My academic interests are focused on the relationships between race, political possibilities, and rhetoric in the United States. I am deeply interested in the way that theories of race and problematics of difference can and do inform our conceptualizations of public culture. I have particular interests and expertise in Latina/o/x studies and the coloniality of knowledge/power/being. My scholarship complicates (modern/Western) rhetorical theory by putting it into conversation with critical race and decolonial theory in a manner that makes local knowledges and communication practices intelligible, and advances more inclusive theorizing in the discipline. My work has appeared in the Quarterly Journal of Speech, Communication Theory, Environmental Communication, Communication, Culture, & Critique, Rhetoric and Public Affairs, and my pioneering book The Young Lords: A Reader (New York University Press, 2010).
My most recent book, The New York Young Lords and the Struggle for Liberation (Temple University Press, 2015), has received numerous accolades, including the 2017 Book of the Year Award from the National Communication Association's Critical/Cultural Studies Division. The Young Lords were a revolutionary, multi-ethnic, grassroots political organization comprised of young men and women throughout New York City and included branches across the country and Puerto Rico. In the book, I treat the Young Lords as a critical and representative example of decolonial or anti-systemic social movement struggling against modern/coloniality. What makes the Young Lords particularly interesting is the way in which they advanced their agenda through a political style that operated functionally at the intersections of competing socio-rhetorical traditions and through various discourses including speech, poetry, images, and embodied performance. Their critical geo-/body politics targeted the intersectionality of oppression along gendered-raced-classed axes from the late 1960s until the mid 1970s. Beyond an analysis of the Young Lords, I also make the case for rethinking rhetorical criticism as decolonial practice.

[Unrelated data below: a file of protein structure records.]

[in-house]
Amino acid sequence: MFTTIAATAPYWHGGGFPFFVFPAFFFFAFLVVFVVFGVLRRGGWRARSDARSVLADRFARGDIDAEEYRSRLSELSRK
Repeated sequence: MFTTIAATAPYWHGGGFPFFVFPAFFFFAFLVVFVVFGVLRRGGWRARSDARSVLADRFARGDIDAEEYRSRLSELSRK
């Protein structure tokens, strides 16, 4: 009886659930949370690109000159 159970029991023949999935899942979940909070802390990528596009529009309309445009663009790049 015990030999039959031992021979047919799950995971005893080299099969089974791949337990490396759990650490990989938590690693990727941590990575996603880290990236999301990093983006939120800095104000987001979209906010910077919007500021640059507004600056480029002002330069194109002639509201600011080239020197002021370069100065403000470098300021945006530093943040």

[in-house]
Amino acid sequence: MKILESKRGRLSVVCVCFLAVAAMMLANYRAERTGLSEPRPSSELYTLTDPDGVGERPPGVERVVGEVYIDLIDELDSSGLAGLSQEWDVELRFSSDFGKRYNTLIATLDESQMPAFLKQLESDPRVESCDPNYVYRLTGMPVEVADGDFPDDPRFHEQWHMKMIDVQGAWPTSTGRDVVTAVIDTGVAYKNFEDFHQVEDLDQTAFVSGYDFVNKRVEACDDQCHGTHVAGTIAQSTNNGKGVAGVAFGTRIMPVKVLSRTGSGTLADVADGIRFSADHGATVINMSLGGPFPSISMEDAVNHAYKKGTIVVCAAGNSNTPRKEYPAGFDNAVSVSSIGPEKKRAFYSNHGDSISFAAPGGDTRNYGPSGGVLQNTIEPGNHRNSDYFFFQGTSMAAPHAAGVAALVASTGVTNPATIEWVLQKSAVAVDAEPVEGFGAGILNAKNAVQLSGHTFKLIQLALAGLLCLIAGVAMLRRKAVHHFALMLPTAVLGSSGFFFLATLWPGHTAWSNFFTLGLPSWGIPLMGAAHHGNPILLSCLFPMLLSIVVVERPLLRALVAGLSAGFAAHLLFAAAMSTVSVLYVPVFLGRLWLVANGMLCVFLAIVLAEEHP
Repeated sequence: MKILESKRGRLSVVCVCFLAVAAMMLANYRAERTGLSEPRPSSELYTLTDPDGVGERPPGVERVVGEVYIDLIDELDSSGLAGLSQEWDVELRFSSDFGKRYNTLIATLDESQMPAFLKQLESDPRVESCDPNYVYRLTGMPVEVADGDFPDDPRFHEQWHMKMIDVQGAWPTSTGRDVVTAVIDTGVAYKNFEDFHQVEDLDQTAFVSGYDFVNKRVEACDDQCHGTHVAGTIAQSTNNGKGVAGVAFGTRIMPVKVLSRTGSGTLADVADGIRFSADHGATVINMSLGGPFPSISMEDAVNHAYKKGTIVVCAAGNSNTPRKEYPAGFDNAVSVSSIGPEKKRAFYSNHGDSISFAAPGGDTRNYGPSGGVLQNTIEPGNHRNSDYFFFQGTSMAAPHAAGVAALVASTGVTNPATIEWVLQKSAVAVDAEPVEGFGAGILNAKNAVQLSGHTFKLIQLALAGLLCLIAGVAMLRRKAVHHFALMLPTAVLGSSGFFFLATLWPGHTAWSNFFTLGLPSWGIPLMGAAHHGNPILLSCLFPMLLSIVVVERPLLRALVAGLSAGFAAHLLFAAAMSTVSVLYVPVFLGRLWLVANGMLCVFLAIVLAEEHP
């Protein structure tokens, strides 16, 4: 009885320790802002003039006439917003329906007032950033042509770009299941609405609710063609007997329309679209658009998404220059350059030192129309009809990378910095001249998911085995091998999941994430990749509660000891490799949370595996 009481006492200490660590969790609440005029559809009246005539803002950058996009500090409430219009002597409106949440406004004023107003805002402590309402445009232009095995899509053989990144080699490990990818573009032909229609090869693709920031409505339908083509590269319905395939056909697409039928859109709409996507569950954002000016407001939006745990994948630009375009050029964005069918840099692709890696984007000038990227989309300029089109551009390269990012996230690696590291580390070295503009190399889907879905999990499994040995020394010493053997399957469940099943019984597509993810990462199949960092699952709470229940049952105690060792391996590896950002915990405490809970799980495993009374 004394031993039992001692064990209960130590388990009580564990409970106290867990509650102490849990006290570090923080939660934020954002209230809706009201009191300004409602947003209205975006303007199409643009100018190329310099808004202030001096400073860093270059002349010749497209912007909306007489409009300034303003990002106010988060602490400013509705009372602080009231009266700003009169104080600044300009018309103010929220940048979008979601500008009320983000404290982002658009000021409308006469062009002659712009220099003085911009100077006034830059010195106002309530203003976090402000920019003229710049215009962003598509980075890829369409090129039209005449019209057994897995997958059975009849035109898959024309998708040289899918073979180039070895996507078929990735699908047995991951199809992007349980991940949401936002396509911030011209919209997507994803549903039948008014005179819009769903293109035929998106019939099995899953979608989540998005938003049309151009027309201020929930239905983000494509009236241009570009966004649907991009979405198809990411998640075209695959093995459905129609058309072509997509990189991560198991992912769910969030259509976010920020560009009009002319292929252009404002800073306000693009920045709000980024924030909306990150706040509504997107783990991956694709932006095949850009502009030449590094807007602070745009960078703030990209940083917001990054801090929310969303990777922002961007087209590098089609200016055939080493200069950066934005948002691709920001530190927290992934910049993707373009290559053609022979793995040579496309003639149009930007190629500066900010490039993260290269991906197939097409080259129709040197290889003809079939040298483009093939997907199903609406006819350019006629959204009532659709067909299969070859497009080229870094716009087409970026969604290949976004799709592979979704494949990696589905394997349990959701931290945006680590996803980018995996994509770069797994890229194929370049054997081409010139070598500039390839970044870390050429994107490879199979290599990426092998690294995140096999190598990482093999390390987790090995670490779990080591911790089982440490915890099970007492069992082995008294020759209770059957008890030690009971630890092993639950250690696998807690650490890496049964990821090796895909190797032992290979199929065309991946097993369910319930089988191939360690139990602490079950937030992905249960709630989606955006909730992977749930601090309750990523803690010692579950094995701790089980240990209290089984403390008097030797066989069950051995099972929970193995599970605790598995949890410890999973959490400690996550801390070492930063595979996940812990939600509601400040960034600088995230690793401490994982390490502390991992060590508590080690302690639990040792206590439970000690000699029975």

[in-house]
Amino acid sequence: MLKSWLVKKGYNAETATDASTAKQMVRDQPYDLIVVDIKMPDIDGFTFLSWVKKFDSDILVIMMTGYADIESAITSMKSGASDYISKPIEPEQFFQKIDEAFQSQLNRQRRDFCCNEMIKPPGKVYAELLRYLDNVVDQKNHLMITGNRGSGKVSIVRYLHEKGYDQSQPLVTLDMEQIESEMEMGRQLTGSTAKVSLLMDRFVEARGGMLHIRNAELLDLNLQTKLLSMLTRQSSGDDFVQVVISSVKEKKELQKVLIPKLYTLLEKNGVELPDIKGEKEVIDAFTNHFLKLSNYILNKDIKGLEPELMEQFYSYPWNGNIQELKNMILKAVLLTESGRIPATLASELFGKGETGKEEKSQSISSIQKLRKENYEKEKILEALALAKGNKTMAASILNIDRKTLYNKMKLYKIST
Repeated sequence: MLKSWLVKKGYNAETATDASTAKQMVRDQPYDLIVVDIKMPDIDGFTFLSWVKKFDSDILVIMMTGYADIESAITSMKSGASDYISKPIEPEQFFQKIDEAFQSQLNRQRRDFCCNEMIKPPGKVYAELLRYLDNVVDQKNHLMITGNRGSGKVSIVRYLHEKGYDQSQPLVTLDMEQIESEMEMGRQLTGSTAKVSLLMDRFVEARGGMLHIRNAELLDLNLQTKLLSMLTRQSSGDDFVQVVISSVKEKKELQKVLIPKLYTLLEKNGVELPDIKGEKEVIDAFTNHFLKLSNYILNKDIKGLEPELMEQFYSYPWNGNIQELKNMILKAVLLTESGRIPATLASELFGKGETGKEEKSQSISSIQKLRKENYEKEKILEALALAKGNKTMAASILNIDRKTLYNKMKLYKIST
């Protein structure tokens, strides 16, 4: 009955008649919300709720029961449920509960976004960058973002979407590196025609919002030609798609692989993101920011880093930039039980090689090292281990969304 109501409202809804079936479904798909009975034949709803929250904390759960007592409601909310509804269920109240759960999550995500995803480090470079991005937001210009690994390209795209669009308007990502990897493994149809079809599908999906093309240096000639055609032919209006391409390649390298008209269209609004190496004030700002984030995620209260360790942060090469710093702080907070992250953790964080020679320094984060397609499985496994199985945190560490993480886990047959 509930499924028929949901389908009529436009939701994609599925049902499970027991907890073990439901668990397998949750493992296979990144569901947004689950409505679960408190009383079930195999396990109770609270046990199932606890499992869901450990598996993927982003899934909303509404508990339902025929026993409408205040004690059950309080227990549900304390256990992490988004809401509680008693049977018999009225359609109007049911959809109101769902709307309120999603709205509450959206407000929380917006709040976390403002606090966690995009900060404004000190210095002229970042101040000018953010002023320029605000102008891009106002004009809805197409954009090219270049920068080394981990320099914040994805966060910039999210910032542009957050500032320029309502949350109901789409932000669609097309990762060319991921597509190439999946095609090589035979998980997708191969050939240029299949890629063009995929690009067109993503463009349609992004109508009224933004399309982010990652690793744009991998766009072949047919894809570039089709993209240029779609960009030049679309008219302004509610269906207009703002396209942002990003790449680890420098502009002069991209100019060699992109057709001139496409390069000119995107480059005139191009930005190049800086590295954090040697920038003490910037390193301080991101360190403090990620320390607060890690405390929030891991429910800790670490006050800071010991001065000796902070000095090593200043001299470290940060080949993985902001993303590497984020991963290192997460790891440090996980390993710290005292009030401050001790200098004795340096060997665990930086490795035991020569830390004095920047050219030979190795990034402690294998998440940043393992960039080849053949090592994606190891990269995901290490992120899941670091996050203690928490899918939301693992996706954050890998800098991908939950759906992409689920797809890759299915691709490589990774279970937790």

Most recently I have begun work on my next book project, which I am tentatively calling Possession: Crafting Americanity in Congressional Debates over Puerto Rico’s Status. Where my Young Lords project was focused on the ways in which people challenge coloniality, this new project is concerned with the ways in which coloniality (a) manifests itself in political discourse about Puerto Rico and (b) is in some ways central to the US American national imaginary. While other scholars have done exemplary work examining the implications of key pieces of Congressional legislation, Supreme Court decisions, and Executive branch decision-making for the island of Puerto Rico, little work has flipped the lens around to engage in detailed analysis of the legislative (rhetorical) history that undergirds one of the few remaining colonial relationships in our contemporary world. Instead of asking (as many existing studies do) What does this legislation mean for Puerto Rico? I ask, What do the debates over this legislation mean for the United States? Drawing connections between the logics of possession, master morality, and the rhetoric of modernity, I also hope to build upon Aníbal Quijano and Emmanuel Wallerstein’s “Concept of Americanity” to develop a sense for how the rhetoric of Americanity is structured in the United States post-1898.
More about my research, teaching, and topics I find important can be found on my personal website at: http://darrel.wanzerserrano.com